A blog by Linn Veronica and Jean

Tarn, France

Tarn is one of the original 83 departments created during the French Revolution in 1790, and is named after the river Tarn. Thinking of visiting? Check out our photos below, and learn more at Tourisme Tarn.

 

Index

Toulouse

Lautrec

Albi

Gaillac

Penne

Biocybèle

 

Toulouse

In the end of May we went to the big city Toulouse to visit a couple that Jean met when he was in New Caledonia several years ago. It was really nice to stay with you, Mika and Olwen, and thank you for sharing a chatty evening with lots of delicious self made vegan sushi with us!

 

With excellent weather we walked around the city center, and we happened to come across a Boogie & Lindy festival that relighted my wish to dance Lindy Hop regularly again, which is an awesome type of swing from the 30/40ties that I simply love.

 

If I play my cards right, we might attend the Boogie and Lindy festival (BAL) in Toulouse next year 😉

Our hosts offered to lend us their bikes, and that way we discovered that Toulouse is a truly bike-friendly city, with beautiful tracks next to the riverside, surrounded by huge, green trees that gave us the sensation of being on the countryside.

 

Lautrec

Toulouse was nice, and the countryside around even better for the two of us, as we love to surround ourselves with nature. A stop in the little and charming village Lautrec can be recommended, as you have a nice viewpoint by the old mill, as well as cute little restaurants and shops with local crafts for sale.

 

In Lautrec we visited Café Plum, a cooperative offering a café (obviously), but also a bookshop and a multi-purpose scene. There we had a nice chat to the lady in charge of the bookshop, where I was drooling over the big selection of interesting literature. The very same evening the scene happened to host a live concert with the talented group Zef. Their album has since been our superb company on the road!

 

Close by to Lautrec we found a nice spot to camp for the night, by a beautiful lake to give us a nice evening view to cook our dinner. The morning after we went for a walk around the lake, enjoying the peace and quiet.

 

Albi

The episcopal city Albi, around the mediaeval cathedral Sainte-Cécile, was added to the UNESCO list of World Heritage Sites in 2010. It’s also home of the Toulouse-Lautrec museum (French painter, 1864-1901). My favourite part was the small houses with bright coloured details.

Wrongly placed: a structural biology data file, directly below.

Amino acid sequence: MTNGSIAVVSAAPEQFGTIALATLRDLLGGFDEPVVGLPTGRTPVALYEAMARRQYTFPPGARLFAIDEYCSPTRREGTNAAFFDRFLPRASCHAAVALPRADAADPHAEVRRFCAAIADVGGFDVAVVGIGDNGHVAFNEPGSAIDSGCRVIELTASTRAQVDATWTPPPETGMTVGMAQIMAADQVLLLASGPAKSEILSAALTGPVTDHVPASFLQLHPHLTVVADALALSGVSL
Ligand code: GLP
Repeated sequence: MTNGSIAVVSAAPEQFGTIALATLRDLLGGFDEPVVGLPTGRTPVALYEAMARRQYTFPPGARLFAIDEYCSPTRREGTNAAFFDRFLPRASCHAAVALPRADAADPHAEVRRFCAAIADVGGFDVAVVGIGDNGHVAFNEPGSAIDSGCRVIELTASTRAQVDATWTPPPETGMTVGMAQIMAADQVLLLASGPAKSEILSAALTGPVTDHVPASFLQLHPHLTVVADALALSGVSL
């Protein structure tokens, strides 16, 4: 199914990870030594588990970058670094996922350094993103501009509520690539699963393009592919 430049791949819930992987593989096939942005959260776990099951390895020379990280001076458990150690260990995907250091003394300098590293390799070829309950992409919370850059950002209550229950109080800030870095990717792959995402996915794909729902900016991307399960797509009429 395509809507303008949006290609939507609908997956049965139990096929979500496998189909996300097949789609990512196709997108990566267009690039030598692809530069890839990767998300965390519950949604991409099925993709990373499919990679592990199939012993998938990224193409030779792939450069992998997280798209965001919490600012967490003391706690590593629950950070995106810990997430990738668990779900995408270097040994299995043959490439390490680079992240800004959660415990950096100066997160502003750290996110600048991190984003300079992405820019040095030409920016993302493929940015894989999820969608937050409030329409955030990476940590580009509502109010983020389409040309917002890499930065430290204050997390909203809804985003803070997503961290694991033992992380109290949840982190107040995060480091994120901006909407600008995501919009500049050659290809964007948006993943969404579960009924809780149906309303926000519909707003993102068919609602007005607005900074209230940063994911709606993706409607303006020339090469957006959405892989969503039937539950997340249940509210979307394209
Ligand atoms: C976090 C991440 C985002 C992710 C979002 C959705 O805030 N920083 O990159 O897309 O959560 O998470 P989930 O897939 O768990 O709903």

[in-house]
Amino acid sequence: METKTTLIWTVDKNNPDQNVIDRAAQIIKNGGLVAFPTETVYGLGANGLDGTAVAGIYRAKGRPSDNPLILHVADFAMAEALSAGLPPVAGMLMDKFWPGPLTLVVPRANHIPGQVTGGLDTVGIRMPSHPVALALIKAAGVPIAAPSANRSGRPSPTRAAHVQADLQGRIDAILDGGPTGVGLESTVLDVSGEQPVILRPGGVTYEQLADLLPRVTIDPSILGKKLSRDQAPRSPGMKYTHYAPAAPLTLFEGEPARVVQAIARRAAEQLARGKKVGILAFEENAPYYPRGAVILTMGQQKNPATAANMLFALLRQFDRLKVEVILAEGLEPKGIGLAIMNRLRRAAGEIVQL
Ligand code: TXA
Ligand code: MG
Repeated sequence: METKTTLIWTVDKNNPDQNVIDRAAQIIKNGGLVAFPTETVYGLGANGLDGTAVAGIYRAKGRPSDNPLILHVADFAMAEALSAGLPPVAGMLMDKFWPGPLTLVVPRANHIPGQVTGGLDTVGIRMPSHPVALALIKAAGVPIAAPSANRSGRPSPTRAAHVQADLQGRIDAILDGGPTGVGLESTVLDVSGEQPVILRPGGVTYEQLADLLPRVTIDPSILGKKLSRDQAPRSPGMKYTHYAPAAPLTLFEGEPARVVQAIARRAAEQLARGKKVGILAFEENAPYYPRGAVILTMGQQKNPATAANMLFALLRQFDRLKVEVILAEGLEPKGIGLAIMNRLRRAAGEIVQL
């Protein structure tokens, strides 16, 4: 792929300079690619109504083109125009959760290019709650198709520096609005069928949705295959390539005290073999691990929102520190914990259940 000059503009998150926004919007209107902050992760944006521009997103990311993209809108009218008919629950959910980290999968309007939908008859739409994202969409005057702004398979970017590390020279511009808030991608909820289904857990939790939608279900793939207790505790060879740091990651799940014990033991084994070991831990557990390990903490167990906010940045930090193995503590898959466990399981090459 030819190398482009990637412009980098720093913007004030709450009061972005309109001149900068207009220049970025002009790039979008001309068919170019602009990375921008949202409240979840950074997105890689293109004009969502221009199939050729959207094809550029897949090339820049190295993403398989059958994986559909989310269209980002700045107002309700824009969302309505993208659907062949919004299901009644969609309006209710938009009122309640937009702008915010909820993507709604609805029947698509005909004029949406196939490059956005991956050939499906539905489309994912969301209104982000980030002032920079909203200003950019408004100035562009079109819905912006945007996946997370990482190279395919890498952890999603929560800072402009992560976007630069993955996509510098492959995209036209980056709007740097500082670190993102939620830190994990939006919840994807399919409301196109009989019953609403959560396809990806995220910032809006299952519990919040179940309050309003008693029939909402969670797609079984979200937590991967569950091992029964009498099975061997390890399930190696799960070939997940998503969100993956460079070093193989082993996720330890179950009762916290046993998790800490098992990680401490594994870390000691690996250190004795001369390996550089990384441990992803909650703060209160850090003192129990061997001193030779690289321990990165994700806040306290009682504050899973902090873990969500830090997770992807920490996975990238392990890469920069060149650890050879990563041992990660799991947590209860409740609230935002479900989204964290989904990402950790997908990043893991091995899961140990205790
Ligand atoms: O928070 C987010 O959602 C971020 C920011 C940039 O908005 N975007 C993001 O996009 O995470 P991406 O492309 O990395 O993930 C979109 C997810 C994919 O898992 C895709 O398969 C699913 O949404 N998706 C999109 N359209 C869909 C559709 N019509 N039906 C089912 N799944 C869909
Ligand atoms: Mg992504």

Gaillac

Gaillac is a town situated between Toulouse, Albi and Montauban. It originally developed more than 1000 years ago around a benedictine monastery that was constructed here. More recently the fame of Gaillac has been built on the fame of the vineyards that surround the town.

Here we visited the café Au Comptoir du Chinabulle run by volunteers, a place that offers workshops, donation based flea market, concerts, bike repairs as well as a nice social network to have a cup or glass of your preferred drink with. The other association café around happened to be closed the couple of days we spent here, so we’ll save Cartes Sur Table for next time.

 

Penne

What a fascinating little village! The Fortress of Penne from the 13th century is built on a hilltop, giving visitors an amazing view to the buildings and valley below.

 

Biocybèle

For the French, Bio means organic, and Cybele is a Phrygian deity. She is the Great Mother of the world, the vegetative and wild power of Nature. Goddess of fertility, she shares with Jupiter the sovereign power over the reproduction of plants, animals, gods and men.

The organisation Nature et Progrès arranges the fair Biocybèle each year to honor organic farming, and we paid it a visit! Here we got to know about the Alternative publisher Alterrenat Presse, that offers great books on themes like vegan cooking and permaculture.

 

Anyone could try to cut grass with a scythe – something I had done not long ago, it’s really efficient, and reminds me of doing qi gong! A couple of guys demonstrated how to do lumberjack work the old-fashioned and ergonomic way, while chanting to keep the rhythm. There were eco construction workshops to show how to build a strawbale and mud house, and the people behind the local currency CEP had a stand to inform about the benefits of an alternative economic solution. Several craftsmen and -women were selling their handmade products. Permaculture gardening was of course also presented.

 

The percussion group Da Tookba contributed to a lively ambiance, seeds were sold, falafels were eaten, dishes were done by everyone, bee hives were shown, impro songs sung… It was one of the nicer fairs I’ve been to. 

 

Want to know more about alternative ways of living in Tarn? Check out Alternatives Tarn!

 

2 Comments

  1. Anita Tangstad December 12, 2017

    Nice, nice, nice!! Such a beautiful country! It is fantastic how much you know about the places and the history! I look forward to visit France this Christmas🎅

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